天文学是研究宇宙中从电磁波谱中辐射(或反射)能量的物体。如果你是天文学家,很有可能你会以某种形式研究辐射。让我们深入了解那里的辐射形式。为了完全理解我们周围的宇宙,我们必须审视整个电磁波谱,甚至是高能粒子所产生的高能粒子。某些物体和过程实际上在某些波长(甚至光学)中是完全不可见的,因此有必要在许多波长中观察它们。通常情况下,直到我们看到许多不同波长的物体,我们甚至可以识别它是什么或正在做什么。辐射描述了基本粒子,原子核和电磁波在空间中传播。科学家通常以两种方式参考辐射:电离和非电离。电离是从原子中除去电子的过程。这种情况在自然界中一直发生,它只需要原子与光子或具有足够能量的粒子碰撞来激发选举。当发生这种情况时,原子不再能够保持与粒子的结合。某些形式的辐射携带足够的能量来电离各种原子或分子。它们可能通过引起癌症或其他重大健康问题对生物实体造成重大伤害。辐射损伤的程度取决于有机体吸收了多少辐射。辐射被认为是电离所需的最小阈值能量约为10电子伏特(10eV)。有辐射的几种形式,上面这个阈天然存在:伽玛射线:γ射线(通常用希腊字母γ指定)的电磁辐射的一种形式,并表示在宇宙的光的最高能量形式。伽玛射线是通过各种过程产生的,从核反应堆内的活动到称为超新星的恒星爆炸。由于伽马射线是电磁辐射,除非发生正面碰撞,否则它们不容易与原子相互作用。在这种情况下,伽马射线将“衰变”成电子 – 正电子对。然而,如果伽马射线被生物实体(例如人)吸收,那么可以进行显着的伤害,因为它需要相当大量的能量来停止伽马射线。从这个意义上讲,伽马射线可能是对人类最危险的辐射形式。幸运的是,虽然它们在与原子相互作用之前可以穿透几英里进入我们的大气层,但我们的大气层足够厚,以至于大多数伽马射线在到达地面之前就会被吸收。然而,太空中的宇航员缺乏对它们的保护,并且仅限于他们可以在航天器或空间站“外”花费的时间。虽然非常高剂量的伽马辐射可能是致命的,但重复暴露于高于平均剂量的伽马射线的最可能结果(例如宇航员所经历的)是增加患癌症的风险,但仍然只有不确定的数据就此而言。 X射线:X射线与伽马射线一样,是电磁波(光)。它们通常分为两类:软X射线(具有较长波长的X射线)和硬X射线(具有较短波长的X射线)。波长越短(即X射线越硬),它就越危险。这就是为什么在医学成像中使用低能量X射线的原因。 X射线通常会使较小的原子电离,而较大的原子可以吸收辐射,因为它们的电离能量间隙较大。这就是为什么X射线机能很好地对像骨骼这样的东西进行成像(它们由较重的元素组成),而它们是较差的软组织成像器(较轻的元素)。据估计,X射线机和其他衍生设备占美国人们所经历的电离辐射的35-50%。 Alpha粒子:α粒子(由希腊字母α表示)由两个质子和两个中子组成;与氦核完全相同的成分。专注于产生它们的α衰变过程,α粒子以非常高的速度(因此高能量)从母核中射出,通常超过光速的5%。一些阿尔法粒子以宇宙射线的形式到达地球,可能达到超过光速10%的速度。然而,一般来说,α粒子在非常短的距离内相互作用,因此在地球上,α粒子辐射不是对生命的直接威胁。它被我们的外部氛围吸收。但是,这对宇航员来说是一种危险。

英国伯明翰大学天体学Assignment代写:宇宙辐射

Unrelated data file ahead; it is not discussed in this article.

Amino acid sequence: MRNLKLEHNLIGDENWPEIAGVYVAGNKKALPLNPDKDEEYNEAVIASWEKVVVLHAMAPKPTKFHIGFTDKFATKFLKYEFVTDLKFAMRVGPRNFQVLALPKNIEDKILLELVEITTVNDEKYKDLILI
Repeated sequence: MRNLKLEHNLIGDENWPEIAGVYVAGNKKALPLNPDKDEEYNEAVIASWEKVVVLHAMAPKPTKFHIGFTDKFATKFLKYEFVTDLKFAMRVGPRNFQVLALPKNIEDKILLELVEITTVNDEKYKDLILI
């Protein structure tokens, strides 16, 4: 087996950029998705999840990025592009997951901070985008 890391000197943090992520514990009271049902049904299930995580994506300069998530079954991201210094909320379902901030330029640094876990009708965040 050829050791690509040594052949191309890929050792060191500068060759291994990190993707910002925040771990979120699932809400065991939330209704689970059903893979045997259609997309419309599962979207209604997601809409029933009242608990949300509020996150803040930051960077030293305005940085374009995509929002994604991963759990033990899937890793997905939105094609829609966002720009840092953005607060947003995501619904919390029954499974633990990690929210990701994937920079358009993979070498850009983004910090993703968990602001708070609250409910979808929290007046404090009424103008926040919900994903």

Astronomy is the study of objects in the universe that radiate (or reflect) energy from across the electromagnetic spectrum. If you are an astronomer, chances are good you will be studying radiation in some form. Let’s take an in-depth look at the forms of radiation out there. In order to completely understand the universe around us, we must look across the entire electromagnetic spectrum, and even at the high-energy particles that are being created by energetic objects. Some objects and processes are actually completely invisible in certain wavelengths (even optical), so it becomes necessary to observe them in many wavelengths. Often, it’s not until we look at an object at many different wavelengths that we can even identify what it is or is doing. Radiation describes elementary particles, nuclei and electromagnetic waves as they propagate through space. Scientists typically reference radiation in two ways: ionizing and non-ionizing. Ionization is the process by which electrons are removed from an atom. This happens all the time in nature, and it merely requires the atom to collide with a photon or a particle with enough energy to excite the election(s). When this happens, the atom can no longer maintain its bond to the particle. Certain forms of radiation carry enough energy to ionize various atoms or molecules. They can cause significant harm to biological entities by causing cancer or other significant health problems. The extent of the radiation damage is a matter of how much radiation was absorbed by the organism. The minimum threshold energy needed for radiation to be considered ionizing is about 10 electron volts (10 eV). There are several forms of radiation that naturally exist above this threshold: Gamma-rays: Gamma rays (usually designated by the Greek letter γ) are a form of electromagnetic radiation, and represent the highest energy forms of light in the universe. Gamma rays are created through a variety of processes ranging from activity inside nuclear reactors to stellar explosions called supernovae. Since gamma rays are electromagnetic radiation, they do not readily interact with atoms unless a head-on collision occurs. In this case the gamma ray will “decay” into an electron-positron pair. However, should a gamma ray be absorbed by a biological entity (e.g. a person) then significant harm can be done as it takes a considerable amount of energy to stop a gamma-ray. In this sense, gamma rays are perhaps the most dangerous form of radiation to humans. Luckily, while they can penetrate several miles into our atmosphere before they interact with an atom, our atmosphere is thick enough that most gamma rays are absorbed before they reach the ground. However, astronauts in space lack protection from them, and are limited to the amount of time that they can spend “outside” a spacecraft or space station. While very high doses of gamma radiation can be fatal, the most likely outcome to repeated expose to above-average doses of gamma-rays (like experienced by astronauts, for instance) is an increased risk of cancer, but there is still only inconclusive data on this. X-rays: X-rays are, like gamma rays, electromagnetic waves (light). They are usually broken up into two classes: soft x-rays (those with the longer wavelengths) and hard x-rays (those with the shorter wavelengths). The shorter the wavelength (i.e. the harder the x-ray) the more dangerous it is. This is why lower energy x-rays are used in medical imaging. The x-rays will typically ionize smaller atoms, while larger atoms can absorb the radiation as they have larger gaps in their ionization energies. This is why x-ray machines will image things like bones very well (they are composed of heavier elements) while they are poor imagers of soft tissue (lighter elements). It is estimated that x-ray machines, and other derivative devices, account for between 35-50% of the ionizing radiation experienced by people in the United States. Alpha Particles: An alpha particle (designated by the greek letter α) consists of two protons and two neutrons; exactly the same composition as a helium nucleus. Focusing on the alpha decay process that creates them, the alpha particle is ejected from the parent nucleus with very high speed (therefore high energy), usually in excess of 5% of the speed of light. Some alpha particles come to Earth in the form of cosmic rays and may achieve speeds in excess of 10% of the speed of light. Generally, however, alpha particles interact over very short distances, so here on Earth, alpha particle radiation is not a direct threat to life. It is simply absorbed by our outer atmosphere. However, it is a danger for astronauts.